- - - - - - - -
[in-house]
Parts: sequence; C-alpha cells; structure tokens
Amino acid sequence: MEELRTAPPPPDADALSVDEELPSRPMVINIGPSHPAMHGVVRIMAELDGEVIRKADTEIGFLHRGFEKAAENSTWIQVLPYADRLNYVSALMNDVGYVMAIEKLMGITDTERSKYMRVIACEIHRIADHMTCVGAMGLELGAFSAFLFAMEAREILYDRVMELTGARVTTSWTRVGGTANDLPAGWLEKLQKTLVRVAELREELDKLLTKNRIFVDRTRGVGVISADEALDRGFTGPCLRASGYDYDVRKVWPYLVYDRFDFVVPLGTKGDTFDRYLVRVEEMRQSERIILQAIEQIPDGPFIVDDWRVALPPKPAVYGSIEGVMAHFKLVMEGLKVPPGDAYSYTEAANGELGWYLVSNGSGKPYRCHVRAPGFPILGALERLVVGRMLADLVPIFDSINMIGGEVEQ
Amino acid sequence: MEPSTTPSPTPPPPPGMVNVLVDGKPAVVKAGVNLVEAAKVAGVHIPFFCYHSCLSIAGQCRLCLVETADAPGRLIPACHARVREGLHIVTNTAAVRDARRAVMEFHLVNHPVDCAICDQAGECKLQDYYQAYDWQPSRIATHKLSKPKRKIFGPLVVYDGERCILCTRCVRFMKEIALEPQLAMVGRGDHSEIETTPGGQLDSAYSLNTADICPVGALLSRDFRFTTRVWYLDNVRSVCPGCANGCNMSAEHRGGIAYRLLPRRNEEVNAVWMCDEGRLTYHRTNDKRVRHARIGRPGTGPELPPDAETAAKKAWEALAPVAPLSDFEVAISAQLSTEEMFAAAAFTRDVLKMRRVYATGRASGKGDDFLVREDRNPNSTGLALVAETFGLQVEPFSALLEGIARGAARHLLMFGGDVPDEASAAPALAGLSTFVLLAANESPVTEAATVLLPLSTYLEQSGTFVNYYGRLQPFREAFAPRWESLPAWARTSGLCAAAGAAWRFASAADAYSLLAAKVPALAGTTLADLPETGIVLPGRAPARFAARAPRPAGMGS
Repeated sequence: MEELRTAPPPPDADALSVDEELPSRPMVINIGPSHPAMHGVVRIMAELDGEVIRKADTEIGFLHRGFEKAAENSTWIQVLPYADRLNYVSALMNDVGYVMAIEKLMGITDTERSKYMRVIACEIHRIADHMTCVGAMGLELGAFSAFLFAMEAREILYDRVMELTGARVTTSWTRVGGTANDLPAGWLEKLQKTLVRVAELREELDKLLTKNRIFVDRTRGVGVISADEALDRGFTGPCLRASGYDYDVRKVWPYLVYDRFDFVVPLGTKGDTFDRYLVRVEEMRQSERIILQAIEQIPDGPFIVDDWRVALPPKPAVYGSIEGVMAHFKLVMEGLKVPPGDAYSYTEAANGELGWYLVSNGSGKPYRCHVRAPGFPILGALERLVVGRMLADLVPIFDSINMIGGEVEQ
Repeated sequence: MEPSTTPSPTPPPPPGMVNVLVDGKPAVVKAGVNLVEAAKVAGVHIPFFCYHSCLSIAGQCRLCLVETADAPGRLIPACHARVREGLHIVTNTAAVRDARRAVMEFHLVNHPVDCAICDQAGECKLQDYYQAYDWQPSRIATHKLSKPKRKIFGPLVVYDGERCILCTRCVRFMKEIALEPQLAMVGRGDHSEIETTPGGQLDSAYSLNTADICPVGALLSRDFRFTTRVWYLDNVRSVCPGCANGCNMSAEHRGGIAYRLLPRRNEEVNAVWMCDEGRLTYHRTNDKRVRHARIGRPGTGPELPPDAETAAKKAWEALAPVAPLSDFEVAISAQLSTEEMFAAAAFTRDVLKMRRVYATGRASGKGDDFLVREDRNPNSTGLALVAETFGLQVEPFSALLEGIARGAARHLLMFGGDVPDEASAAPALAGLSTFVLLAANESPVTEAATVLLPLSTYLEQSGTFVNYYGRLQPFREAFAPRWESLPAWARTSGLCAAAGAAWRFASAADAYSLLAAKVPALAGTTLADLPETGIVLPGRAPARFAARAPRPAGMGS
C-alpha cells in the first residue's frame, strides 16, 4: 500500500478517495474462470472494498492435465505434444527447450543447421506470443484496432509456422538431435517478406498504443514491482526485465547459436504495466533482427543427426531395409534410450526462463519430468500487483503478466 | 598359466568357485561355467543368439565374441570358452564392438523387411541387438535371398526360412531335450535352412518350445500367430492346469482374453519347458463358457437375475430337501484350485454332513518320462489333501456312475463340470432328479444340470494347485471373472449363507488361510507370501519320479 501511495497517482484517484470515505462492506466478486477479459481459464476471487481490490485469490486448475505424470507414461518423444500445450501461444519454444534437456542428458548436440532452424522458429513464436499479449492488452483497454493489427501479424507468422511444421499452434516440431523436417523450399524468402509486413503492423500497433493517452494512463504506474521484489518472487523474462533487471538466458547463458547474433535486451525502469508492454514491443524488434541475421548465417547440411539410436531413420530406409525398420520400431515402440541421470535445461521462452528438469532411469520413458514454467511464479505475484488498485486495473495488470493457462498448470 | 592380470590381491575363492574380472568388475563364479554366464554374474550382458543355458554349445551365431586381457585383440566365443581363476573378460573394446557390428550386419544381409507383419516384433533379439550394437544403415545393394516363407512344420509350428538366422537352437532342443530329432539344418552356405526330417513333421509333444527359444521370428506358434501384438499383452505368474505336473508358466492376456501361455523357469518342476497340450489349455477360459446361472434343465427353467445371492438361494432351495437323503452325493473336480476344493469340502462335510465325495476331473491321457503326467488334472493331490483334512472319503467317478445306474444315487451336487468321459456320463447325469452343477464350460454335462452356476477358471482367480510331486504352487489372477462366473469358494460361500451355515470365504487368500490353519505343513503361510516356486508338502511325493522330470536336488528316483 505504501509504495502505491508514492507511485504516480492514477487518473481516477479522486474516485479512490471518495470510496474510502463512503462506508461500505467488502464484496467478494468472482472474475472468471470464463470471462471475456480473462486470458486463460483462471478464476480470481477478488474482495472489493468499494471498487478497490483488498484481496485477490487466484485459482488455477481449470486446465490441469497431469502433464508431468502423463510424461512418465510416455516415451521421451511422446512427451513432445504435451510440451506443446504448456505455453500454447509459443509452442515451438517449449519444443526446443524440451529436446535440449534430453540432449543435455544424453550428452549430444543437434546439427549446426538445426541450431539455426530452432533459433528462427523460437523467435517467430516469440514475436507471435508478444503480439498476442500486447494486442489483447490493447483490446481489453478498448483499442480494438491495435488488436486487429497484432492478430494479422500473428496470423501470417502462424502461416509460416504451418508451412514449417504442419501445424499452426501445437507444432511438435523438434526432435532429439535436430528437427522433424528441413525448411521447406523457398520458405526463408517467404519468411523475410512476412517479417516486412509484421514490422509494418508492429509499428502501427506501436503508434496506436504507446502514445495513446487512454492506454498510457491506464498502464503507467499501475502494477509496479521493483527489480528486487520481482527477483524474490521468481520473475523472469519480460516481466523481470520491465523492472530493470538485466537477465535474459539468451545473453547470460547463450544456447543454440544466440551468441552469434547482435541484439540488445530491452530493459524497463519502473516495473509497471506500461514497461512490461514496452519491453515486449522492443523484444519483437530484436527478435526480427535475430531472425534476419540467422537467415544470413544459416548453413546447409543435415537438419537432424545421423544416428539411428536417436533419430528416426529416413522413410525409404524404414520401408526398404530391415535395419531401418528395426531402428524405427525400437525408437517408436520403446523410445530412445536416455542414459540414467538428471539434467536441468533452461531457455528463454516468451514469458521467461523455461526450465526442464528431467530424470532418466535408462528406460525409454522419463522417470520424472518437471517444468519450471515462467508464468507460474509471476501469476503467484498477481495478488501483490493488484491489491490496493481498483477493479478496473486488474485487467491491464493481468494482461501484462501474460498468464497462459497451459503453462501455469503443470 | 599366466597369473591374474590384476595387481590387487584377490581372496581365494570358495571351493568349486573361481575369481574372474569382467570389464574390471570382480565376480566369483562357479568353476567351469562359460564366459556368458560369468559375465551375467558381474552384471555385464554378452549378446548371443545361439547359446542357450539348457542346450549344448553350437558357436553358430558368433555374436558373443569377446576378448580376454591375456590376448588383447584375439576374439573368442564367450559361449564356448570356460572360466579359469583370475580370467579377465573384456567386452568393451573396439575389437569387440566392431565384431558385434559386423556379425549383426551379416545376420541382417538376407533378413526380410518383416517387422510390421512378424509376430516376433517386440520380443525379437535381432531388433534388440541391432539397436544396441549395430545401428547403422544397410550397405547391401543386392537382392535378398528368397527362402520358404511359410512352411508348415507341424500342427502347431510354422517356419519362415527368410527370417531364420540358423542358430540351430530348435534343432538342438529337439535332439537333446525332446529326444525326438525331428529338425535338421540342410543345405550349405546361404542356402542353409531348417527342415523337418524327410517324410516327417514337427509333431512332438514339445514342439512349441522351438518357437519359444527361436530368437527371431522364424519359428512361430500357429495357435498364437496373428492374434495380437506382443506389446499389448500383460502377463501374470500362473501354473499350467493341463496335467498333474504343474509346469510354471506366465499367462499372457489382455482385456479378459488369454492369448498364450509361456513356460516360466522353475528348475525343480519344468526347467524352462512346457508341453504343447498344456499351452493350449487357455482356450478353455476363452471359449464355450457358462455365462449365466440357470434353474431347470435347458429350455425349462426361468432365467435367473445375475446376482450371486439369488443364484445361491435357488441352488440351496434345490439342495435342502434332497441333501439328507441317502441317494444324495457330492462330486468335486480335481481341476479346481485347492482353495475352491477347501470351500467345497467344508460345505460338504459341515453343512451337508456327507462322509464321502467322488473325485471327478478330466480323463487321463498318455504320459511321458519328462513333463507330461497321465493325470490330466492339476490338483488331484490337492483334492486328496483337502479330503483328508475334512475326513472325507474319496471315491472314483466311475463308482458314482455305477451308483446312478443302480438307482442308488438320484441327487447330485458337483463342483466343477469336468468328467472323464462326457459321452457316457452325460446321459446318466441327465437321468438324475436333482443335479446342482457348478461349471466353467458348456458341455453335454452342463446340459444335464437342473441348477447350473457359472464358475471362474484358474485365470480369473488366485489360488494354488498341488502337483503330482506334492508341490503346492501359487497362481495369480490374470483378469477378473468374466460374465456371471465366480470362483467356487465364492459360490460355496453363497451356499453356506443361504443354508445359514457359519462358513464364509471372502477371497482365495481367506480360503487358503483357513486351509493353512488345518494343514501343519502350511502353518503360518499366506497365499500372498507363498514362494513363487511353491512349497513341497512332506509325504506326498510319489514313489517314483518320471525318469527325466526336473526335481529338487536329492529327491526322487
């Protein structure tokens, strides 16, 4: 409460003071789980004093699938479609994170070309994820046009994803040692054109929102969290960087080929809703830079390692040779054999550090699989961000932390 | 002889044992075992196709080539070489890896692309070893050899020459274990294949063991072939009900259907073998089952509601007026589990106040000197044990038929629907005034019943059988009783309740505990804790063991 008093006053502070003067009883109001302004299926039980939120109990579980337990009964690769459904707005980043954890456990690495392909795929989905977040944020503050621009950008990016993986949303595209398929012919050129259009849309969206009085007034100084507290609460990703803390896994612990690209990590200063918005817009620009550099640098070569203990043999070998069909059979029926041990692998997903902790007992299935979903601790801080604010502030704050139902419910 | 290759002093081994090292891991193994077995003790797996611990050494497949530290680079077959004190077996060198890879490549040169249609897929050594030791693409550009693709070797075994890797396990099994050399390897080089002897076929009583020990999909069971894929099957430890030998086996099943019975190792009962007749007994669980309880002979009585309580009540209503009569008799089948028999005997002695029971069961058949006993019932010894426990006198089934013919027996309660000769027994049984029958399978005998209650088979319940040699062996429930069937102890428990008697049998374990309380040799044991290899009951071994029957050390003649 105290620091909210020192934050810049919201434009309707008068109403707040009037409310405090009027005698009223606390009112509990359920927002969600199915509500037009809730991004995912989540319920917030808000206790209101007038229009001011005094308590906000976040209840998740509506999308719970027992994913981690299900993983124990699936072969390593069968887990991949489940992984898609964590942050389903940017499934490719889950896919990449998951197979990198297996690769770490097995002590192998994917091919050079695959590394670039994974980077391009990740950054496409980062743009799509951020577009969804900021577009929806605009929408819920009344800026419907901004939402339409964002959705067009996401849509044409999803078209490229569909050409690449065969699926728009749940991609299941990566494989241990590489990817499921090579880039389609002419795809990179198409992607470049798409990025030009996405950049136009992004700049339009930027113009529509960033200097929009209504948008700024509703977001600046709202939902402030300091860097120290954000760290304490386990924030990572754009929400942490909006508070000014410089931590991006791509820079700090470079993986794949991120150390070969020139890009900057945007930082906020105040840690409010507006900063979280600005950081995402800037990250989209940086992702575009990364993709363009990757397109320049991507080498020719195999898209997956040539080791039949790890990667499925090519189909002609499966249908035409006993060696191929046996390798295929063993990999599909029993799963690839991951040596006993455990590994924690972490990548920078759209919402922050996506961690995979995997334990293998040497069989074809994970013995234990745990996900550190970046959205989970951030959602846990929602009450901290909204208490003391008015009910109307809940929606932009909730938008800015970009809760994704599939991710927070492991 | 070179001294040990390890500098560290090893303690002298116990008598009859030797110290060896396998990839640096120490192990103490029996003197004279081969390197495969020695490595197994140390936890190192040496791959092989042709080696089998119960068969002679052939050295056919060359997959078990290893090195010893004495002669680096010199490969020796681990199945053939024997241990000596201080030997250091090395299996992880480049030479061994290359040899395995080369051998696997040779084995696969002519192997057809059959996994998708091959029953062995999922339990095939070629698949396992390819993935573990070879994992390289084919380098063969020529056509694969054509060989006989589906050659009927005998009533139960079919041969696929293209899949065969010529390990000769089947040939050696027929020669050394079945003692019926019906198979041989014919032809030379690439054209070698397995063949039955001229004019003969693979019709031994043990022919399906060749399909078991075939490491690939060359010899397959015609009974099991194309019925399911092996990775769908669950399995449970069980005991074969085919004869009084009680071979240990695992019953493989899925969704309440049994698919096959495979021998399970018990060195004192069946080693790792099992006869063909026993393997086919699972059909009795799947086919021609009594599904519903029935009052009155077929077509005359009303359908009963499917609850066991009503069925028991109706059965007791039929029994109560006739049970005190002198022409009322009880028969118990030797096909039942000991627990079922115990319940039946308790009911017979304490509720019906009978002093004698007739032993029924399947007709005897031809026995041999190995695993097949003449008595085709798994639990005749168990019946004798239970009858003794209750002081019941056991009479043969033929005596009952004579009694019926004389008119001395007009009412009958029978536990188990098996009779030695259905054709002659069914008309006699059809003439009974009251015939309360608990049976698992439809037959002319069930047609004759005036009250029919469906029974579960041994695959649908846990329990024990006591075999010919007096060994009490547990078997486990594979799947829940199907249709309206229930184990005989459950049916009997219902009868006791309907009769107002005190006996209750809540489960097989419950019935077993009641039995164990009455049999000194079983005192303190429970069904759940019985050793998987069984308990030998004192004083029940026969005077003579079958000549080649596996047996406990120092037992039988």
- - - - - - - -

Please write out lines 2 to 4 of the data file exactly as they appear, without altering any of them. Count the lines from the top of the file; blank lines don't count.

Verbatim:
Parts: sequence; C-alpha cells; structure tokens
Amino acid sequence: MEELRTAPPPPDADALSVDEELPSRPMVINIGPSHPAMHGVVRIMAELDGEVIRKADTEIGFLHRGFEKAAENSTWIQVLPYADRLNYVSALMNDVGYVMAIEKLMGITDTERSKYMRVIACEIHRIADHMTCVGAMGLELGAFSAFLFAMEAREILYDRVMELTGARVTTSWTRVGGTANDLPAGWLEKLQKTLVRVAELREELDKLLTKNRIFVDRTRGVGVISADEALDRGFTGPCLRASGYDYDVRKVWPYLVYDRFDFVVPLGTKGDTFDRYLVRVEEMRQSERIILQAIEQIPDGPFIVDDWRVALPPKPAVYGSIEGVMAHFKLVMEGLKVPPGDAYSYTEAANGELGWYLVSNGSGKPYRCHVRAPGFPILGALERLVVGRMLADLVPIFDSINMIGGEVEQ
Amino acid sequence: MEPSTTPSPTPPPPPGMVNVLVDGKPAVVKAGVNLVEAAKVAGVHIPFFCYHSCLSIAGQCRLCLVETADAPGRLIPACHARVREGLHIVTNTAAVRDARRAVMEFHLVNHPVDCAICDQAGECKLQDYYQAYDWQPSRIATHKLSKPKRKIFGPLVVYDGERCILCTRCVRFMKEIALEPQLAMVGRGDHSEIETTPGGQLDSAYSLNTADICPVGALLSRDFRFTTRVWYLDNVRSVCPGCANGCNMSAEHRGGIAYRLLPRRNEEVNAVWMCDEGRLTYHRTNDKRVRHARIGRPGTGPELPPDAETAAKKAWEALAPVAPLSDFEVAISAQLSTEEMFAAAAFTRDVLKMRRVYATGRASGKGDDFLVREDRNPNSTGLALVAETFGLQVEPFSALLEGIARGAARHLLMFGGDVPDEASAAPALAGLSTFVLLAANESPVTEAATVLLPLSTYLEQSGTFVNYYGRLQPFREAFAPRWESLPAWARTSGLCAAAGAAWRFASAADAYSLLAAKVPALAGTTLADLPETGIVLPGRAPARFAARAPRPAGMGS